These findings suggest that if it is to be effective, ESL writing instruction must be based on an understanding of students’ metacognitive knowledge and must be directed toward helping students to develop their cognitive models. Exposing ESL students to instructional activities which require self-examination and self-monitoring gives them control over their writing as they learn to engage in goal-directed behaviors resulting in increased English language writing competence.
Thus, there appears to be a potential link between writing performance and the metacognitive knowledge base, which is, in turn, impacted by and composed of three theoretically interactive, but separate variables–personal, task, and strategy. This potential link leads to several research questions: (1) Does each of the components of the metacognitive model–personal, task, and strategy– have an equivalent effect upon the writing performance of ESL students?; (2) Do these three components impact performance equally at different levels of English language proficiency?; and (3) How do metacognitive models evolve as students advance in their English language study?
The present study sought to answer these questions by using pedagogical tools aimed at assessing the separate and combined effects of each individual component of the overall metacognitive model and comparing these effects for ESL students at the intermediate versus the advanced level of English language proficiency. Students’ metacognitive models were assessed through their pre- and post-course responses to (a) writing autobiographies and (b) cognitive style questionnaires (see Appendices A and B, respectively). These two tools have been used by previous researchers (i.e., Sandman, 1993; Sandman & Weiser, 1993; and Devine, Railey, & Boshoff, 1993, respectively) to help promote students’ awareness of the various factors involved in the writing experience.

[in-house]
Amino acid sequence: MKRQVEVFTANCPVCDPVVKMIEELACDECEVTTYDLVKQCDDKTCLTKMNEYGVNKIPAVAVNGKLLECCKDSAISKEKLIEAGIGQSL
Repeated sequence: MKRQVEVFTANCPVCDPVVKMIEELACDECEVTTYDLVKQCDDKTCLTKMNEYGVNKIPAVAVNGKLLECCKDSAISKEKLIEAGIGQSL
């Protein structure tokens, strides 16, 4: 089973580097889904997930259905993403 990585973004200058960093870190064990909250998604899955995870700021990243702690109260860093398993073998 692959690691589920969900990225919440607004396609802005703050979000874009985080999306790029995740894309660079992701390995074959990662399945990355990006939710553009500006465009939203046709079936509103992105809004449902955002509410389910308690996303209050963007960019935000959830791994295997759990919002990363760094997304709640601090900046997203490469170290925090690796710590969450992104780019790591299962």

The Writing Autobiography
Sandman and his colleagues have used pre- and post-course writing autobiographies in their basic writing classes to elucidate students’ attitudes toward writing. The writing autobiography asks students to describe and evaluate both positive and negative aspects of their English language writing experience, thereby increasing awareness. By increasing students’ awareness of their own writing experience and knowledge, the writing autobiography reflects self-knowledge and can therefore be used to help students define the personal component of the metacognitive model of writing. The pre-course writing autobiography provides instructors with a meta-cognitive “baseline” for each student. The post-course writing [-3-] autobiography helps students to monitor their own development as writers and assists students in developing sound criteria for assessing their own writing performance (Sandman, 1993).